Availability of natural resources was crucial
In earlier times, the ironworks had to be located close to the natural resources. In Bergslagen, iron ore was found in a large number of smaller mines. Water power was used to drive bellows and hammers while charcoal was obtained from the surrounding forests. In wintertime the finished iron could be conveyed over the ice to markets in the towns.
Industrialisation led to new requirements
The introduction of steel ingot casting methods from the 1860’s – part of large-scale industrialisation – now meant that steel could be produced in much greater quantity and at much lower cost. Prices fell, demand grew and rationalisation meant that steel production was concentrated in large-scale plants in fewer locations.
The factors that affected the siting of steel plants now changed. Power, iron ore and coal were all still necessary. But the proximity to watercourses declined in importance, in line with the advance of electrification, while iron ore and coking coal were required in much larger volumes. That is why, during the 20th century, the new ore-based steel production was primarily located by the coast; that way, ships could directly offload their deliveries of iron ore and coal and the finished steel product could be shipped to market.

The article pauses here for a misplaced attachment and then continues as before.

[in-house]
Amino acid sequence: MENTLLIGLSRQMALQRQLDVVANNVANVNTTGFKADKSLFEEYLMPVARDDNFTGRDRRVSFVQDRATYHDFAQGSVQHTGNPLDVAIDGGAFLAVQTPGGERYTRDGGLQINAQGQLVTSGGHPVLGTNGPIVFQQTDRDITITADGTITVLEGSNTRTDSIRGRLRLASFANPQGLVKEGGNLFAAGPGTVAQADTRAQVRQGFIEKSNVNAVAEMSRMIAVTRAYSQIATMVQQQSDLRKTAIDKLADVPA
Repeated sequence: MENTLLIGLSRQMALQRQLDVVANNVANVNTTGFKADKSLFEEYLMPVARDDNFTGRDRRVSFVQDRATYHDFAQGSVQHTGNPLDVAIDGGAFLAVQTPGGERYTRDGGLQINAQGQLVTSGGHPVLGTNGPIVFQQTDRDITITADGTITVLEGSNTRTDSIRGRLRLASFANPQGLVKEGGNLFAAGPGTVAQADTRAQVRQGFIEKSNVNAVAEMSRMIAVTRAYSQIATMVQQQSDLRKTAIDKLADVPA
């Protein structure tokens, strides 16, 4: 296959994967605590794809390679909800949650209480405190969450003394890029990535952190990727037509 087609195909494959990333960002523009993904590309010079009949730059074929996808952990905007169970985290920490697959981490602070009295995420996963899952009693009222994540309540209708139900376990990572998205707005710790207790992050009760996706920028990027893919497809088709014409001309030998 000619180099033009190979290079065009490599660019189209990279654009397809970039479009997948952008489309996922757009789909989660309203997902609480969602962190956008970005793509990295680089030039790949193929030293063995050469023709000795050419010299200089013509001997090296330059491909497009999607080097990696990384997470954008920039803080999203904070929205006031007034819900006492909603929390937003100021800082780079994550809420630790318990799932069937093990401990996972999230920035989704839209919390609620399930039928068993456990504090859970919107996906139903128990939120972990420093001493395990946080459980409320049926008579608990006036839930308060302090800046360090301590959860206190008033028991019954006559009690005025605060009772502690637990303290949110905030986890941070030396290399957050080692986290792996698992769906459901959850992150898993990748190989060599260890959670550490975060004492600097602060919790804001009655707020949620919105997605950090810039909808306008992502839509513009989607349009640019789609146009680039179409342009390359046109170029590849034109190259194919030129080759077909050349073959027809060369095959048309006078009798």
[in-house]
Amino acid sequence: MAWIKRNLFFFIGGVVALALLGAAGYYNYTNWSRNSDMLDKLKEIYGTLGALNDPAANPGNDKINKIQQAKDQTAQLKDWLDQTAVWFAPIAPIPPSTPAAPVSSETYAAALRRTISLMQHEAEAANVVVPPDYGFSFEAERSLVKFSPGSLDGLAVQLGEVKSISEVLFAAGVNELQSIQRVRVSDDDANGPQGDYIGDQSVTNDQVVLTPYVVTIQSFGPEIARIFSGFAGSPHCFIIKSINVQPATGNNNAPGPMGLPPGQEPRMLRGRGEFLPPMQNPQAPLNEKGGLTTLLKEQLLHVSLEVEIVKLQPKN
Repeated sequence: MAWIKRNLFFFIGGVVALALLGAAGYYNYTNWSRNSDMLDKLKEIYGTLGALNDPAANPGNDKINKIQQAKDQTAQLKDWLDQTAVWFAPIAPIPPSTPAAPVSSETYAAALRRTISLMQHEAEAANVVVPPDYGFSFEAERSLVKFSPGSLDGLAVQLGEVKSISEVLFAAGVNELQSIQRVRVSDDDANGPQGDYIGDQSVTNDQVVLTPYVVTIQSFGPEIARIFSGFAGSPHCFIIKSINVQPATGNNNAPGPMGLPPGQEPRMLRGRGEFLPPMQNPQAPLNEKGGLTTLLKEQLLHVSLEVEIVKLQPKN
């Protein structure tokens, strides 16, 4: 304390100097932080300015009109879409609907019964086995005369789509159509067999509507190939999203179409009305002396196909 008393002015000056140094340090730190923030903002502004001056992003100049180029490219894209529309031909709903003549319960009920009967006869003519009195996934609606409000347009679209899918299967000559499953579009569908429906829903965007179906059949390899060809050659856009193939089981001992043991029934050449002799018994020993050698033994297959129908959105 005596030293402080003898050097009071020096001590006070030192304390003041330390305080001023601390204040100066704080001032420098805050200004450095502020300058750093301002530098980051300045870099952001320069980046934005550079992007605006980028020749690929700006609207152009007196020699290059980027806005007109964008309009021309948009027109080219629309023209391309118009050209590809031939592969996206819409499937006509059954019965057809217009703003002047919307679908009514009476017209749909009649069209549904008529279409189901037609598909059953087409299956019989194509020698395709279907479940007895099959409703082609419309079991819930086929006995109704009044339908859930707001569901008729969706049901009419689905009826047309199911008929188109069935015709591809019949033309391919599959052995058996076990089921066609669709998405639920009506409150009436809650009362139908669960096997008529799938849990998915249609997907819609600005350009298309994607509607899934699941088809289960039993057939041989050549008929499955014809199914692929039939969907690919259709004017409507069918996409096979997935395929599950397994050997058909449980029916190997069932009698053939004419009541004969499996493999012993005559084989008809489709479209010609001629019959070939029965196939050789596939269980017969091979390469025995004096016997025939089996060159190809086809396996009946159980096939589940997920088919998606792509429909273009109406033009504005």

Electric power was to acquire a key role in electric steelmaking which was developed in the early 20th century. In the process, recycled steel scrap is used as the basic feedstock. Thus, plants with scrap-based steel production could advantageously be sited near densely inhabited industrial areas, where both markets and the raw material in terms of scrap metal were found. This meant that the industry could often remain where it had always been located, even though a coastal location would also be advantageous.